Huang Tu-Shui (1895-1930) was the most renowned person in the New Art Movement in Taiwan. During his brief life of 36 years he had a great influence on the island’s modern art scene. Huang Tu-Shui graduated from Taipei Mandarin School (now National Taipei University of Education). Very soon his outstanding talent in art was noticed and a government officer recommended him to enroll at the Tokyo School of Fine Arts (now Tokyo University of the Arts) to pursue advanced studies. Huang was one of the few Taiwanese students who went to Japan to acquire education.
In 1920, Huang graduated from the Department of Woodcarving at the Tokyo School of Fine Arts. His sculpture Fan Tong was selected for the Imperial Art Exhibition of Japan that was considered the most prestigious art exhibition in Japan at that time. Huang was the first Taiwanese artist to be chosen for this exhibition. Later, his works were selected for the same exhibition four times in a row proving Huang’s talent and bringing him recognition.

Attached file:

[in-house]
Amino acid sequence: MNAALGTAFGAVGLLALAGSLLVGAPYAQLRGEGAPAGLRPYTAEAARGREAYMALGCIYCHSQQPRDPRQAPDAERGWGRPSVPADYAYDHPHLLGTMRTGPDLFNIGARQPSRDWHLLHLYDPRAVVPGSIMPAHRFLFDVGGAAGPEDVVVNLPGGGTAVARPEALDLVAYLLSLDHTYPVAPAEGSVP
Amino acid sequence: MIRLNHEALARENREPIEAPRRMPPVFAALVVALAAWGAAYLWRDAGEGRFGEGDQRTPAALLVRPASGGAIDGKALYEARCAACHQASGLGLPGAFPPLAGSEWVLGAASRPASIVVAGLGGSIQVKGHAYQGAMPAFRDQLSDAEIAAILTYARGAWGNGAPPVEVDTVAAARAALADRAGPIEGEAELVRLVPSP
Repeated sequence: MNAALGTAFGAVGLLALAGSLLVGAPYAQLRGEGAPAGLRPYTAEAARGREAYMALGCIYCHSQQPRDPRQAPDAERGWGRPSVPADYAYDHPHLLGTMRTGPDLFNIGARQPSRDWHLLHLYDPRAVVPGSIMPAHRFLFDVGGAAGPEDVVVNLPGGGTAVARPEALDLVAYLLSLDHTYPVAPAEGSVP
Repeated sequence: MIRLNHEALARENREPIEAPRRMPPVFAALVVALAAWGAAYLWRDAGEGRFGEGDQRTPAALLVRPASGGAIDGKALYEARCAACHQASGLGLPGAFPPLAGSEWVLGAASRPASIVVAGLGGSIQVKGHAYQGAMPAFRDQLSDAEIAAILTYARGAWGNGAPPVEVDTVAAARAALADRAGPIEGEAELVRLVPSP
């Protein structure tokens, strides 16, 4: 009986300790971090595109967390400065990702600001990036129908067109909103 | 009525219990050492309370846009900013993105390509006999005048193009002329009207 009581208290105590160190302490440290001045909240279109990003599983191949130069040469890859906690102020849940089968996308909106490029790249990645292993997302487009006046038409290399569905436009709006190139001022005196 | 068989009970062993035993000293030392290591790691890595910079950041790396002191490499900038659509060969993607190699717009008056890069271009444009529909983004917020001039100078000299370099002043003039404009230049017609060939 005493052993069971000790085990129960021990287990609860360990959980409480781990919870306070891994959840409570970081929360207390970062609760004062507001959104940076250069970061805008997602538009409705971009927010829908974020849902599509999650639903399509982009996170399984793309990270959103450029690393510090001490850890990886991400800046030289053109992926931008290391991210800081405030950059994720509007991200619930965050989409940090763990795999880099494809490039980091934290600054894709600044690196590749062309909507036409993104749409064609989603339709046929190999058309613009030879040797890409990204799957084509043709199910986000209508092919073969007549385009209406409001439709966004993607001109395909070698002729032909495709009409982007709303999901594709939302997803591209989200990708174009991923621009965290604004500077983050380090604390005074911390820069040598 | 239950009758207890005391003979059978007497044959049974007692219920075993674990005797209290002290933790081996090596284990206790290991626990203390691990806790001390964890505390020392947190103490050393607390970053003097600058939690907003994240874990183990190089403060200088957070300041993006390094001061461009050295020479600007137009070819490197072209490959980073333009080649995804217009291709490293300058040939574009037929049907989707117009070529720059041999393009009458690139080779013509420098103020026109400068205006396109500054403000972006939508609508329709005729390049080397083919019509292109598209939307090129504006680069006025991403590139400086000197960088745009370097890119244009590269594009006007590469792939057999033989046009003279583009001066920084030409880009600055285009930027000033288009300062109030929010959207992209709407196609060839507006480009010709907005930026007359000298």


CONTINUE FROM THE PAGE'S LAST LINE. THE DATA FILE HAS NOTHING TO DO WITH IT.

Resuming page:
Major works of the artist include Sweet Dew, Sakya and Water Buffaloes (or Southland) that integrated Western and traditional concepts of sculpture. Naturalistic realism style of Huang’s sculptures revealed his self-connotation and his feelings for the native land. Huang Tu-Shui for whole his life thoroughly claimed: “Although life is short, but art is eternal.”